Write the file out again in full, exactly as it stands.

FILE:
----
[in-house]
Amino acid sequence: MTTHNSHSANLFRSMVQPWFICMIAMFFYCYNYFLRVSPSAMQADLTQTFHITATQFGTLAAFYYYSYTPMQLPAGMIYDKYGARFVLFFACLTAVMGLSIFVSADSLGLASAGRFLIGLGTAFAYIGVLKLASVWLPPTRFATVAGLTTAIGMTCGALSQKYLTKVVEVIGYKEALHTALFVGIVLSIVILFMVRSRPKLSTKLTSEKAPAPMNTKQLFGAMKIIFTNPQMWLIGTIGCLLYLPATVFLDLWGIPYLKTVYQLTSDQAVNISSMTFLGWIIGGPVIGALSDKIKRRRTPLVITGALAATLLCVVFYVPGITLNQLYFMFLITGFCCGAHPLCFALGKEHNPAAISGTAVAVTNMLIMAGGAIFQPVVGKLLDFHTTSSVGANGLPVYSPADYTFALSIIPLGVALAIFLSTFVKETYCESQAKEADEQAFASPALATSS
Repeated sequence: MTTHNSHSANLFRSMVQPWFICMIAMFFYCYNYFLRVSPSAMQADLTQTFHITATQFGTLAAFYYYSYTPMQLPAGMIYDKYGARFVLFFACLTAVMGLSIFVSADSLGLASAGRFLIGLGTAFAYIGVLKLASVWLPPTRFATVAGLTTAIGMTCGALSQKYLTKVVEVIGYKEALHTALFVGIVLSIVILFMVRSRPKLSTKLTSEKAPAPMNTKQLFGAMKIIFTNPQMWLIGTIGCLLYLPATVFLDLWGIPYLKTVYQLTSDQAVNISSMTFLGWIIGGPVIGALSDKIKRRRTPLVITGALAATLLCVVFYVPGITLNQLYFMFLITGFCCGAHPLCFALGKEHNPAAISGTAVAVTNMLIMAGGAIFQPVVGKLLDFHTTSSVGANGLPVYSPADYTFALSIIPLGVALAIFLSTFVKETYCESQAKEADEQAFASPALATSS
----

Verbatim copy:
[in-house]
Amino acid sequence: MTTHNSHSANLFRSMVQPWFICMIAMFFYCYNYFLRVSPSAMQADLTQTFHITATQFGTLAAFYYYSYTPMQLPAGMIYDKYGARFVLFFACLTAVMGLSIFVSADSLGLASAGRFLIGLGTAFAYIGVLKLASVWLPPTRFATVAGLTTAIGMTCGALSQKYLTKVVEVIGYKEALHTALFVGIVLSIVILFMVRSRPKLSTKLTSEKAPAPMNTKQLFGAMKIIFTNPQMWLIGTIGCLLYLPATVFLDLWGIPYLKTVYQLTSDQAVNISSMTFLGWIIGGPVIGALSDKIKRRRTPLVITGALAATLLCVVFYVPGITLNQLYFMFLITGFCCGAHPLCFALGKEHNPAAISGTAVAVTNMLIMAGGAIFQPVVGKLLDFHTTSSVGANGLPVYSPADYTFALSIIPLGVALAIFLSTFVKETYCESQAKEADEQAFASPALATSS
Repeated sequence: MTTHNSHSANLFRSMVQPWFICMIAMFFYCYNYFLRVSPSAMQADLTQTFHITATQFGTLAAFYYYSYTPMQLPAGMIYDKYGARFVLFFACLTAVMGLSIFVSADSLGLASAGRFLIGLGTAFAYIGVLKLASVWLPPTRFATVAGLTTAIGMTCGALSQKYLTKVVEVIGYKEALHTALFVGIVLSIVILFMVRSRPKLSTKLTSEKAPAPMNTKQLFGAMKIIFTNPQMWLIGTIGCLLYLPATVFLDLWGIPYLKTVYQLTSDQAVNISSMTFLGWIIGGPVIGALSDKIKRRRTPLVITGALAATLLCVVFYVPGITLNQLYFMFLITGFCCGAHPLCFALGKEHNPAAISGTAVAVTNMLIMAGGAIFQPVVGKLLDFHTTSSVGANGLPVYSPADYTFALSIIPLGVALAIFLSTFVKETYCESQAKEADEQAFASPALATSS